The new study complements a recent genome-wide association study of Chinese women that identified 11 PCOS susceptibility regions of the genome. The regions include the genes for the receptors for the gonadotropins, LH and FSH. LH and FSH acting through these receptors regulate the production of ovarian hormones, such as estradiol and testosterone (ovaries make both male and female hormones), as well as the maturation and ovulation of the egg.

Together, these analyses implicate genes regulating gonadotropins and their actions in causing PCOS.

“For a number of years, researchers had been thinking that it was testosterone produced by the ovary that was a major problem in PCOS, but our study did not find signals for genes regulating testosterone,” Dunaif says.

“In contrast, we did find a signal for the FSH gene, which is produced in the pituitary gland at the base of the brain. This suggests that FSH, in either how it acts on the ovary or how it is secreted, is very important in the development of PCOS. This is a new way of thinking about the biology of PCOS.”

The new study includes three phases with three different sets of DNA. All of the DNA was from women of European ancestry, those with PCOS, and those without it (the controls).

“My lab focuses on big data analysis such as this genome wide analysis to identify genetic variants that are associated with increased disease risk,” says lead author M. Geoffrey Hayes, an assistant professor of endocrinology and an assistant professor of anthropology.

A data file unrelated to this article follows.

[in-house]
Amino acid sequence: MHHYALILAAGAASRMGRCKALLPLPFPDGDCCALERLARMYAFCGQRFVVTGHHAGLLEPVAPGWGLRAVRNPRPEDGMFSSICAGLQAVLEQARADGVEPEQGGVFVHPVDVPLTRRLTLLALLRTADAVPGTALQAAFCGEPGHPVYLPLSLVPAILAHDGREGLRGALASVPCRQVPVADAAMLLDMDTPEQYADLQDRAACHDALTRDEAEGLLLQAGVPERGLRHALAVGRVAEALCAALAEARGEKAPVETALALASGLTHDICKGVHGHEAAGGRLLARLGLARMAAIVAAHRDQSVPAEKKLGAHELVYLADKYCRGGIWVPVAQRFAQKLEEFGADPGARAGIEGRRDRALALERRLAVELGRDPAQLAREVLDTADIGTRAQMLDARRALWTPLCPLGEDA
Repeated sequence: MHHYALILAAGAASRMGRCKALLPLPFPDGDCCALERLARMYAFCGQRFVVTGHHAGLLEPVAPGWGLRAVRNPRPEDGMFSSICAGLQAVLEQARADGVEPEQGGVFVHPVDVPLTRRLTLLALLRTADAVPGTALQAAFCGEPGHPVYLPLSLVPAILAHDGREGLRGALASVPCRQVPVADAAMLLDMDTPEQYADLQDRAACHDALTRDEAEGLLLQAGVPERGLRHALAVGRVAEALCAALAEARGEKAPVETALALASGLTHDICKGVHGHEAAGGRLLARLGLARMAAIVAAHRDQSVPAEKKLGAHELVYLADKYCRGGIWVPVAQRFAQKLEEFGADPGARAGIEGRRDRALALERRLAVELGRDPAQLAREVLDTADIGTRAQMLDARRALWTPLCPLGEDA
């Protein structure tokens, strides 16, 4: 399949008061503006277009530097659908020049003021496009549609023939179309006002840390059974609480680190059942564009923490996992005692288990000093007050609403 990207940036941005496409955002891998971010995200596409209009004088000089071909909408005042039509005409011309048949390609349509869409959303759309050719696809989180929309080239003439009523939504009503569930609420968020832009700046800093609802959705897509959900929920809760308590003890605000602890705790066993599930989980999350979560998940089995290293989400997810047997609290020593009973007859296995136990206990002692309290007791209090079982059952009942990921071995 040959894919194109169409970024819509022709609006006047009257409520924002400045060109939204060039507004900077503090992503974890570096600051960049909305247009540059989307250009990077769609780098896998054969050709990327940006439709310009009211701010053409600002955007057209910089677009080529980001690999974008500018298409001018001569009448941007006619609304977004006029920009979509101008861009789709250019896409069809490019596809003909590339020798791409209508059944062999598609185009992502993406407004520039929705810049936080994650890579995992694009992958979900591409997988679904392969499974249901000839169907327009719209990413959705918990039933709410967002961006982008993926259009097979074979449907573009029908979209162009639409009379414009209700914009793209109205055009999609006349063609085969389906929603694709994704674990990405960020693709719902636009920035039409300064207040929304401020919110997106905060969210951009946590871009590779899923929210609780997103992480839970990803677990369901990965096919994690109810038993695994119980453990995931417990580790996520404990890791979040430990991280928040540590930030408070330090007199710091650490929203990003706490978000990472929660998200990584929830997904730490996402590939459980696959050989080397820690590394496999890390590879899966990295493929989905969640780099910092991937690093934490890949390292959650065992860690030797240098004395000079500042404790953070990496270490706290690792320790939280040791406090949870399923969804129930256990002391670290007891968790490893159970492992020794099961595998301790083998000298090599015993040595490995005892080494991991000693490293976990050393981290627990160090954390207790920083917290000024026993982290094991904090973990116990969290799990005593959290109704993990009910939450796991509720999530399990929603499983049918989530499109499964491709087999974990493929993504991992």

“We genotyped nearly 700,000 markers across the genomes in each of nearly 4,000 women from the US in the first phase. Then we replicated our findings with two additional groups of more than 4,500 women from the US and Europe.”

African and Chinese ancestries

“The next step in this research is to use the genetic variations in the genes that confer increased risk for PCOS and build models to investigate the how the biologic pathways implicated are disrupted functionally,” Hayes says.

“One of the three gene regions identified in our study in Europeans was also found in Chinese suggesting that there may be some shared genetic susceptibility to PCOS in Europeans and Chinese, who diverged evolutionarily more than 40,000 years ago. We plan to DNA sequence the regions that we found in common with the Chinese.”

Next the Northwestern scientists plan to investigate the genomes of women of African ancestry with the disorder. These studies will provide insight into the shared genetic basis for PCOS and will aid in the finding of the genes that are key players in the development of the disease across ethnicities.

The National Institutes of Health partially funded the work. The study appears in Nature Communications.

Altogether, nearly 9,000 individual DNA samples were used in the study with samples provided by Northwestern Medicine and partner institutions around the world. The NUgene Project, a genomic biobank sponsored by the Center for Genetic Medicine at Northwestern in partnership with Northwestern Medicine, provided many of the control samples.

Source: Northwestern University